Thursday, August 07, 2008

Why posting has been splotchy.

Work, of course. The bills keep coming in every month, necessitating a delay in my career plan to be a Stand-up Philosopher.

Homelife. Mostly fun, though our house-selling plans are on indefinite hold now. To say housing prices have cratered in our neck of the woods understates it. If we tried to sell, we'd get slaughtered, as the going rate for homes like ours is now about 20% less than we currently owe on the mortgage, never mind the original 2001 purchase price. But that doesn't mean that we aren't in the process of decluttering and improvements.

Two Saturdays ago, some good neighbors and I dug 7" of topsoil out of what we call "the Corral." The Corral is 150 square feet of space enclosed by our partial privacy fence. I put in a small plastic shed and stored various implements out there, including the kids' outdoor toys at wintertime. But, being merely packed earth, it was weed infested and a home to at least one rat, despite my best efforts at poisoning. However, last year Heather came up with the brilliant idea of having it paved with concrete. One of our good neighbors put the forms in and used his truck to bring in two yards of sand after we'd removed the soil. All he charged us was reimbursement for the sand, and the concrete was an easy (and cheap, for concrete) buy thanks to a local contractor working on a nearby project.

Needless to say, our good neighbor is getting a steak dinner out of it from me. Oh, and more of our good neighbors put the bulk of the topsoil to good use, filling in holes dug by enthusiastic dogs. Using what I didn't save for the flowerbox, that is.

The concrete was poured and it looks great. Actually, it would make a fine enclosed patio, if we didn't need the space for storage.

However, the digging out of the plants and stale soil triggered an asthmatic reaction in me, which was followed by a stubborn bout of bronchitis which I'm still not quite out of.

However, I am delighted to report that the next day we Prices were able to confirm the existence of two other bloggers, Alan the Sheepcat and Woodrow the Wannabe Intellectual. Alan e-mailed me and told me that he was going to be debating about homosexuality and scripture in a Presbyterian church outside of Windsor on Sunday July 27, and wondered if we could meet.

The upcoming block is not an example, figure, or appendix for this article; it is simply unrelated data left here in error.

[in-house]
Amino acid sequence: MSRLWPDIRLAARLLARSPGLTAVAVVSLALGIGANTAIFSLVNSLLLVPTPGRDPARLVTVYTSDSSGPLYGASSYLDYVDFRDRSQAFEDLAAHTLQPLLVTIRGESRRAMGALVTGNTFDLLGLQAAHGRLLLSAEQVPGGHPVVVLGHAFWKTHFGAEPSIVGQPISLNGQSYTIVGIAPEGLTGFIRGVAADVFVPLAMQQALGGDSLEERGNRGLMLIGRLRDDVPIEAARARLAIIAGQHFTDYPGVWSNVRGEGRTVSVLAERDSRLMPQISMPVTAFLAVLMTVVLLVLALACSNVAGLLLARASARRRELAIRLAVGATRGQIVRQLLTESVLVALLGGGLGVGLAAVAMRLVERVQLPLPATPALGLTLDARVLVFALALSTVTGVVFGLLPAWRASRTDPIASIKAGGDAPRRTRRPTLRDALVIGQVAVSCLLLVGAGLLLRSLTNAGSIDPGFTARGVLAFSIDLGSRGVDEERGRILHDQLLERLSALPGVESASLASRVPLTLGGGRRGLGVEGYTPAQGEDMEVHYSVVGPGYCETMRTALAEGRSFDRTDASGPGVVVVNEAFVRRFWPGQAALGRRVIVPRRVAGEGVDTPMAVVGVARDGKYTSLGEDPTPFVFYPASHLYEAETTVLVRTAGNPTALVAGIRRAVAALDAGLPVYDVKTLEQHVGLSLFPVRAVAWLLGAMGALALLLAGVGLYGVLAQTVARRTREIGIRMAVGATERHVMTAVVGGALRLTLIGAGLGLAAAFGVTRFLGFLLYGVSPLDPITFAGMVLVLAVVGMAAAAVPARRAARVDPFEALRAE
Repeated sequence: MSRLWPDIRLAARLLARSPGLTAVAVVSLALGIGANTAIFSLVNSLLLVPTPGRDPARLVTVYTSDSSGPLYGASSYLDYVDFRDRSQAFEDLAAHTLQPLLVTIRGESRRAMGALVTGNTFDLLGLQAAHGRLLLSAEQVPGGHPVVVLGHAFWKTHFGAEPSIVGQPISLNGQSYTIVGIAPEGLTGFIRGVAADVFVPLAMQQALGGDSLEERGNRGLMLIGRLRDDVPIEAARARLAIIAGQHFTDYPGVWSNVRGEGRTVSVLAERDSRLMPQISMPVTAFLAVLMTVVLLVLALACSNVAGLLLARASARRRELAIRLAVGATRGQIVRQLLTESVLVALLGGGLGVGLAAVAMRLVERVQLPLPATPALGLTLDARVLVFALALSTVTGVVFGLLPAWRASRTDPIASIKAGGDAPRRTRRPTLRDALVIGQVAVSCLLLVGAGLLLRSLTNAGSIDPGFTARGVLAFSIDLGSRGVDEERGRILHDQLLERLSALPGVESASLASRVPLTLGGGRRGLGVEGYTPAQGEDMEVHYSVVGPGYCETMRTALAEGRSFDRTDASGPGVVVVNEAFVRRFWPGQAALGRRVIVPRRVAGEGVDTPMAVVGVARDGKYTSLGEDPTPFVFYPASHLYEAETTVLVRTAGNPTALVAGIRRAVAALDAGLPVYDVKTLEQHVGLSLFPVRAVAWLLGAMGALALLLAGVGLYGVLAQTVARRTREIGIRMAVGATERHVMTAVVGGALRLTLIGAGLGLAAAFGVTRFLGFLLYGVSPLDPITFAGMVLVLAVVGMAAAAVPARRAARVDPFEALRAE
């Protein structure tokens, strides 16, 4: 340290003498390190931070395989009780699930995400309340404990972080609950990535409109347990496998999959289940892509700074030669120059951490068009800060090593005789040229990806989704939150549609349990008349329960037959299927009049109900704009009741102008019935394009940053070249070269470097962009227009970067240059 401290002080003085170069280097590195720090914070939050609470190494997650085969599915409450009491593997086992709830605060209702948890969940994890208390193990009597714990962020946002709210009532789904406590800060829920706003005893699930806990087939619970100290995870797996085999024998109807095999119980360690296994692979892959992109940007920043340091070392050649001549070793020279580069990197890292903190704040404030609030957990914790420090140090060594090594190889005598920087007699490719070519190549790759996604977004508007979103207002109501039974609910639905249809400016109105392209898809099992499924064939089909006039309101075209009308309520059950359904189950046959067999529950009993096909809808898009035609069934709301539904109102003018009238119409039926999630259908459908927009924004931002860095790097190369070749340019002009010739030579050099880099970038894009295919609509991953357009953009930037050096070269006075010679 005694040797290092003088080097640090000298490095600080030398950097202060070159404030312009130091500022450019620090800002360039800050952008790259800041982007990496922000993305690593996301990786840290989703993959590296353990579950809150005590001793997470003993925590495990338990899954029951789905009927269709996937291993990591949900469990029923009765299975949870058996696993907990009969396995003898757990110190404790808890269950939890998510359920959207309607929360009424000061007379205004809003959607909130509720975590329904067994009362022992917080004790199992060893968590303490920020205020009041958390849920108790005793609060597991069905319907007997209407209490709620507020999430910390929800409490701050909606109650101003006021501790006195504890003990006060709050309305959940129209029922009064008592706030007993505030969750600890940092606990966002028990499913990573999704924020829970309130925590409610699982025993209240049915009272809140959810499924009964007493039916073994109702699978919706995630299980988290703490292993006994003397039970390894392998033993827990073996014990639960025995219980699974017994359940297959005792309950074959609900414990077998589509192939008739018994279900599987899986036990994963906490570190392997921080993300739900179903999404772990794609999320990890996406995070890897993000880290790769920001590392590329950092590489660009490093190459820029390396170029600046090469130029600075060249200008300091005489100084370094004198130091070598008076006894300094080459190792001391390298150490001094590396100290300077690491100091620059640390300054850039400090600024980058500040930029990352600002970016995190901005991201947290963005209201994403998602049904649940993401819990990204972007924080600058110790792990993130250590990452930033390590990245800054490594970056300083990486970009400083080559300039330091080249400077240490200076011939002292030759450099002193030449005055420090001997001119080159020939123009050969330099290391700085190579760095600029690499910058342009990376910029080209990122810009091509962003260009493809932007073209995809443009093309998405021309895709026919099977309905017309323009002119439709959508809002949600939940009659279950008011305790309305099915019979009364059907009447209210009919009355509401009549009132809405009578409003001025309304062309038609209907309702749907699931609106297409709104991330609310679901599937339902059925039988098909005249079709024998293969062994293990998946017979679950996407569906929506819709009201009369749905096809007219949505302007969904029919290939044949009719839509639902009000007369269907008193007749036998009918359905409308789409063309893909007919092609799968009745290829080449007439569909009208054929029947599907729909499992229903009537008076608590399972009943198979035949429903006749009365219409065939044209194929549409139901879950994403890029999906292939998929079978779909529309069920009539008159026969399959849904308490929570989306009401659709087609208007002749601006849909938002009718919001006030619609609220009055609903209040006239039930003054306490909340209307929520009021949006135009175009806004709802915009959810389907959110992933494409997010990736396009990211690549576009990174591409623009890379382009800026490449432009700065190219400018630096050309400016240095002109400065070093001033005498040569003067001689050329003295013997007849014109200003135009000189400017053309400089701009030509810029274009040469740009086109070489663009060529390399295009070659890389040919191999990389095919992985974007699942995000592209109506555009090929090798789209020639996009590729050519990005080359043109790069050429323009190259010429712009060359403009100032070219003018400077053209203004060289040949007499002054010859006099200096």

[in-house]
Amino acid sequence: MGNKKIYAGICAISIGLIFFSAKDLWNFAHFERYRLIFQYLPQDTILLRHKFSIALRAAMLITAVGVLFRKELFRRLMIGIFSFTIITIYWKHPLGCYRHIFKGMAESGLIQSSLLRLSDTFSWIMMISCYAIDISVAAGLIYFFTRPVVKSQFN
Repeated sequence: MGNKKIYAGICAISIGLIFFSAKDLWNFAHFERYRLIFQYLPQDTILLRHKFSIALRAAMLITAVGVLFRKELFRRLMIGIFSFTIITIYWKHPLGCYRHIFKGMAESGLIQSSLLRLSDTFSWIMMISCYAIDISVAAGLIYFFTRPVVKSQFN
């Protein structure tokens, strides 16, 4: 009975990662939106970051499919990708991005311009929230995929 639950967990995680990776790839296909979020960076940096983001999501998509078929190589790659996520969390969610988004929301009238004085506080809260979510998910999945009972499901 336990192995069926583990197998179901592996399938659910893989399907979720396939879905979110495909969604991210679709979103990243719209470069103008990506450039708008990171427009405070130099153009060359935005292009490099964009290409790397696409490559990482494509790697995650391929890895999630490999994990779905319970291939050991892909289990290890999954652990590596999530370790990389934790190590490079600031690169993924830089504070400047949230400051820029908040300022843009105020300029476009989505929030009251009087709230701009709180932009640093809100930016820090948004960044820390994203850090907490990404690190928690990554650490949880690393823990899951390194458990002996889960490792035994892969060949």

We jumped at the chance and sprinted over for the second debate which started at 11 am. Thanks to Price Family timing, we saw the last fifteen minutes of it. But the kids had fun at the church (which, despite the Presbyterian name, is an evangelical church affiliated with the Willow Creek Association).

From what we saw, Alan did great, and the exchanges were cordial and irenic, which is not always the case in such discussions. Alan also says he will have the MP3 version of the debates online at his blog eventually.

We met Woodrow after the debate and we all went to a local Mongolian restaurant, which wowed the kids. "You get to fill your own bowl *and* watch it cook?!" Not surprisingly, they did a fine job of clearing their plates while Alan, Heather, Woodrow and I engaged in conversation about important topics and yes-I'll-take-you-to-the-potty Dale/Rachel/Madeleine. Both are capital gentlemen and I hope to meet with them again.

Oh, and if you're travelling to Canada, make sure you have your passport when you come back. The Canadians wave you across so long as your explosives are properly secured, but our guys will run you through the officious gauntlet on the way back if the polaroids of your birth in an American hospital are grainy. My brother (also in CBP) tells me that we caught the guy on a bad day, but I'm not so sure. You have been warned.

Tuesday, August 05, 2008

Michigan minister gets prison for quoting the Bible.

A story that should be higher on the national radar, but isn't.

He quoted Deuteronomy 28:14-22 in a letter to a judge while in jail. The judge testified he didn't find it threatening, but the Rev. Pinkney still got three years in prison.


Granted, he strikes me as a bit of a blowhard, but this is an injustice.

Monday, August 04, 2008

Remember all that nice stuff

...I said about the Vox Nova blog?

Permit me to retract a lot of it. The posts themselves can still have value, but the comment boxes are, in the main, utter crap, a free-fire zone of bad faith, insult and readily-cast aspersions. Even the contributors jump in, and I was appalled to see Steve "Feddie" Dillard subjected to infantile taunts by one of them.

It's not all on the left side (somebody called Morning's Minion a "loon"), but it's clear there's no interest in maintaining even minimal levels of respect over there. And yes, I'm not exactly guiltless myself, but I never quite reached the level of calling someone a "f-ing hypocrite" or flatly stated that responding to an opponent was an occasion of sin, nor have I suggested that my opponents were mentally ill, or made (deeply ironic) accusations of moral cowardice.

There's a lot of growing up that needs to happen over there, posthaste, and there's no hint it's going to happen.

So I have a free spot in the blogroll now, available for a low monthly fee.

Saturday, August 02, 2008

One more reminder.

Though I addressed after it happened, I did so in too-mild terms, and it's been bothering me more since. I cut my friends a lot of slack, as the rules in the sidebar warn, and I cut too much then. I edited the comments and left a note in there a while ago, but it's only to draw more attention to it in a separate post.

Do not call someone a "piece of s--t" in the comment box, or tell them to "f--k off." They reduce the comments boxes to sewers quickly and more importantly, they mar the human dignity of the insultee. As an aside, I addressed it privately with Victor at the time and we are fine.

OTOH, I have no problem with stating that someone's argument is cowardly, etc. Keep directing it to the argument's substance or lack thereof and I'm cool.

Those of you who have read this endeavor from early on (salutes to both of you!) know I'm not looking to run a high-toned salon here. It's a pub with regulars and the occasional Shea-lanche visitors chatting about whatever. On occasion, mugs shall be shaken, chairs shall be splintered, but at the end of the day the house is put in order and even the summoned cops can enjoy a pint.

Well and truly tired of this.

Edward Feser is an admirable thinker and superb digital pugilist. He makes the Thomist case with considerable energy, and is a welcome read....